Or consider another Walker proposal: “Tucked into… the proposed budget is a massive overhaul of the system that provides long-term care to more than 50,000 elderly or disabled people in Wisconsin,” as Milwaukee Journal Sentinel reporter Guy Boulton has written. The proposal would create a new model “in which the state would contract with large insurance companies to manage both long-term care and medical care,” he reports.
Once again, there way be merit to the idea, but the author and rationale behind this radical change is less than clear. Kitty Rhoades, the secretary of the Department of Health Services, told the JS the idea had gotten discussion over the years, but admitted she learned of the proposal only when the governor’s budget was released.
“No one had any inkling this was happening,” complained Michael Blumenfeld of the Wisconsin Family Care Association, which will be affected by the changes. “We are just scratching our heads,” he told Boulton. Why would you do this?”
Or consider Walker’s proposals for the state Department of Natural Resources. The biggest change, again an item in the budget and again a complete surprise to the head of this department, Cathy Stepp, would strip the power of the board members who have overseen DNR since the 1920s. The Wisconsin Conservation Commission was a Republican creation, influenced by the ideas of famed conservationist Aldo Leopold (another case of Wisconsin influencing the nation), which eventually became the DNR and has had a governor-appointed board overseeing it for nearly a century, with longtime bipartisan support.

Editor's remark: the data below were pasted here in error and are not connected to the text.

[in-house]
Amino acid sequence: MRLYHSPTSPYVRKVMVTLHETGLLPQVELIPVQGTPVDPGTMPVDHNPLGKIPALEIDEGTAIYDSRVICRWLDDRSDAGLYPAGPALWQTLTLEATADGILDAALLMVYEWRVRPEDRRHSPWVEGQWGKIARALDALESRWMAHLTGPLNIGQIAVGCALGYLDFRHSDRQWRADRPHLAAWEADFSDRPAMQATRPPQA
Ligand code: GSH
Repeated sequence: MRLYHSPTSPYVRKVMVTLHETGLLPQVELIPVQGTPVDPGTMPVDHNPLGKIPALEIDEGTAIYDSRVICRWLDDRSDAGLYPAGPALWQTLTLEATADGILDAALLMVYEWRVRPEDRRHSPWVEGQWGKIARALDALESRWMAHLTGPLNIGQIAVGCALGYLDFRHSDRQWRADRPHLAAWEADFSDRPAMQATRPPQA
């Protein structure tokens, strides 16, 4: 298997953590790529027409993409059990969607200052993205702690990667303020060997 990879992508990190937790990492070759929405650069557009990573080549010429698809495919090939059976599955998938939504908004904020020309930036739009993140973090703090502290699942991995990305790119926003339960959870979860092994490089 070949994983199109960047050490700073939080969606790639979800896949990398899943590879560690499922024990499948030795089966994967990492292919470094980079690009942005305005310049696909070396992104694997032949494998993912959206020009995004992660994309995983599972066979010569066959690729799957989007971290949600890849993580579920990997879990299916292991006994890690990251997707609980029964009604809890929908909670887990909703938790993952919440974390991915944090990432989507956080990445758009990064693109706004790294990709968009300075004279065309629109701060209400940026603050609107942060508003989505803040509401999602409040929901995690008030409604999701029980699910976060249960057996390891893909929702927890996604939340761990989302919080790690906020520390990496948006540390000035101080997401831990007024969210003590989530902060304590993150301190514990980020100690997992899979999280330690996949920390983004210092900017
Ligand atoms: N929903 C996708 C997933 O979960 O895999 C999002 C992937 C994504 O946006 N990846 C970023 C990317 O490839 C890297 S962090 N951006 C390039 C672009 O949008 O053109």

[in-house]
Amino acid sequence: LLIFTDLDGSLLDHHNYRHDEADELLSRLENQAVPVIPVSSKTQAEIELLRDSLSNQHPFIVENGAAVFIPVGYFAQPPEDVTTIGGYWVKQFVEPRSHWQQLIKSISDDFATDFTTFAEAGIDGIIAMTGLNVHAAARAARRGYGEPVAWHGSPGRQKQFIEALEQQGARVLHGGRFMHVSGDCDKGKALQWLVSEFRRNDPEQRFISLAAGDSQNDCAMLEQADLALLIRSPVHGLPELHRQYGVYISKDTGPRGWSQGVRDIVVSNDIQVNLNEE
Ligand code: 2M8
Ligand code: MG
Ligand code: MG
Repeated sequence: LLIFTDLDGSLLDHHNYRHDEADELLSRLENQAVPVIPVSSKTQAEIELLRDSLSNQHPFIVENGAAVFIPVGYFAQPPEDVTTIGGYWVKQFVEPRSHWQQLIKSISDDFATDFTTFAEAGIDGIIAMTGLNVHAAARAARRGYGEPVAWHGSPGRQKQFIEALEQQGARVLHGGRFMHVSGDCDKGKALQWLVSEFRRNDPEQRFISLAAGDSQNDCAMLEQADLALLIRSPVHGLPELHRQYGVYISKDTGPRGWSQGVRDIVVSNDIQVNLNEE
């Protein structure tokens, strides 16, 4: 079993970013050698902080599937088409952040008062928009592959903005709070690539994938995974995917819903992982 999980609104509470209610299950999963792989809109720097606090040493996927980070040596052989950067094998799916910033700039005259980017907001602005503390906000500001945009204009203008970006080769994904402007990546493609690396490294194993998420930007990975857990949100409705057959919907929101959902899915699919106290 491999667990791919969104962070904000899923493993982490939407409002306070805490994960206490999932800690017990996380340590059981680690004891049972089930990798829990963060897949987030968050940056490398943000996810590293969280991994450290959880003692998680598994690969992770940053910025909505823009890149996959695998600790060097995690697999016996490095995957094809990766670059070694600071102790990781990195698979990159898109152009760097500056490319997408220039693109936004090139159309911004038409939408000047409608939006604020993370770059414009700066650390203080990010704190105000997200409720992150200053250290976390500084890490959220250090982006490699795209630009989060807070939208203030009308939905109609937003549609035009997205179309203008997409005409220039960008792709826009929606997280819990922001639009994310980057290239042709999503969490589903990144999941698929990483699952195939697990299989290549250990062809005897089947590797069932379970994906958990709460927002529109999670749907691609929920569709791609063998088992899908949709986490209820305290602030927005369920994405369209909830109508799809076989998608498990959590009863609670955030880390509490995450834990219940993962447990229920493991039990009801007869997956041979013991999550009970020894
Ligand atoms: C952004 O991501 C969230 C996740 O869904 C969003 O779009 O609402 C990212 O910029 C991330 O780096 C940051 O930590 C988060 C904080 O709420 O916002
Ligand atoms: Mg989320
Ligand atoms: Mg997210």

There isn’t space to describe all the changes tossed into this budget bill, including ending all funding for the bipartisan Knowles Nelson Stewardship Fund, the decimation of the DNR’s scientific staff, reducing the power of the state Building Commission and changes to make the state civil service system less independent and give Walker more power over it.
For all the complaints about the Right-to-Work law, it was at least passed as a separate bill that allowed bipartisan debate on its merits. By contrast, the long list of changes in Walker’s budget bill are meant to get as little discussion as possible, which is why they aren’t proposed in separate bills.
I should note that there have always been policy items tucked into the budget bill and midnight amendments with no one’s fingerprints on them. The sausage making in the state Capitol has always been messier than Adlai Stevenson might have liked. But the number and sweeping impact and barely-explained rationale of Walker’s policy changes make them, in their totality, unprecedented.
The aversion to expertise and well-studied policy decisions that characterizes this administration was suggested by Walker’s decision to turn down the proposed Kenosha Casino. The governor justified this by arguing the state could be successfully sued by the Potowatomi if he agreed to this new casino. This contradicted what the lawyer hired by the state concluded, but Walker referred to a memo by then-Secretary of the Department of Administration, Mike Huebsch, to justify his decision. So we had two non-lawyers and college dropouts, Walker and Huebsch, giving us their legal opinion as a justification for his decision.
I guess it could have been worse. At least Walker offered some explanation, however thin, for his decision.